Oh goody, my first chance for a truly unfair review. I read the first 5% of the book before setting it aside. I would need a rather good recommendation to go any further, especially since I read similarly far into White Teeth without finding anything interesting there either, and that is her more highly recommended title.
Perhaps I have known too many useless academics, or I have read too many variations on the same dysfunctional family, or I just found nothing appealing about any of the characters presented. If I get this far without anything likeable happening or seeing the prospect for improvement, I have better reading options.
Maybe the book jacket has something encouraging...no, that is worse. Okay, check Amazon reviews: the positive ones indicate something I would not want to read ("a story for the 21st century, told with a perfect ear for everything: gangsta street talk; academic posturing, both British and American; down-home black Floridian straight talk; and sassy, profane kids, both black and white. "), and the negative ones suggest that she is doing it badly.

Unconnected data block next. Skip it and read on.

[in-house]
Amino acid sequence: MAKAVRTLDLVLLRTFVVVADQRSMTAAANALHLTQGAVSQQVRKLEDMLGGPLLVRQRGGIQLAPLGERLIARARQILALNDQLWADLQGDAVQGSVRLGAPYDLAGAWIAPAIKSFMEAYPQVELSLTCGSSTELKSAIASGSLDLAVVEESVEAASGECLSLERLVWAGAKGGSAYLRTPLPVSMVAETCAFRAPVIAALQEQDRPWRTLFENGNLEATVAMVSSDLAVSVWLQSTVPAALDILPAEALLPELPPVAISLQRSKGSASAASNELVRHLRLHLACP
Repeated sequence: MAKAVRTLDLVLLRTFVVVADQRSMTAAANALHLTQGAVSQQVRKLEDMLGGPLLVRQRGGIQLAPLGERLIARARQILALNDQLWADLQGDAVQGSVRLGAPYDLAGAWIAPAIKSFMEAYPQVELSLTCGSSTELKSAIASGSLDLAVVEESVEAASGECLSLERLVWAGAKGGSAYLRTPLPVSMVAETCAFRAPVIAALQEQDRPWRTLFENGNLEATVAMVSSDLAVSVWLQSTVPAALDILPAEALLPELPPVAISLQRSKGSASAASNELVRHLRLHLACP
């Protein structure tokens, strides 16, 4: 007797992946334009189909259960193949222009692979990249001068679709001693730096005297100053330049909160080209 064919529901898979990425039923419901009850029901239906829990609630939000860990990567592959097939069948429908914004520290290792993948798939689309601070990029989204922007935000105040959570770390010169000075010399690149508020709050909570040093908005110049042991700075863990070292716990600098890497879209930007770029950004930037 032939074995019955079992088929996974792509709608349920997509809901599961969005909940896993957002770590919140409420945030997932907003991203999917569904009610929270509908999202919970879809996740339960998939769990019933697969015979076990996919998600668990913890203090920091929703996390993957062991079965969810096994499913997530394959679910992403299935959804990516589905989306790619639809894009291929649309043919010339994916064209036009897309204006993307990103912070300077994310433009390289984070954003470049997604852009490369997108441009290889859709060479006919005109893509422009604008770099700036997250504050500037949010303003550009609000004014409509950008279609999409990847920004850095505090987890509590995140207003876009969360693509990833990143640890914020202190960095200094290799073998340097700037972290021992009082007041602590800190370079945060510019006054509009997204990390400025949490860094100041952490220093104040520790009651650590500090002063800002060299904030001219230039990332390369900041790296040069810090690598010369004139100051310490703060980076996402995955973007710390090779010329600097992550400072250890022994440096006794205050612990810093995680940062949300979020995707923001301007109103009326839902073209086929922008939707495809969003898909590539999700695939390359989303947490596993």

No hope left. I have better prospects. So do you.
PTN book club discussion of On Beauty
Friday, February 17, 2006
Rating - 1: not worth considering (burn it)
Horrible. If someone gives this book to your child, stab him and leave him in a pool of his own blood. If he recommends that you read it, go back and finish the job.
Sardine is a mischievous child on a outer space pirate ship full of naughty children. The forces of order want to stop them from having fun. The story takes occasional breaks from incoherence to become simply not funny. It is a graphic novel, and the art is consistently bad.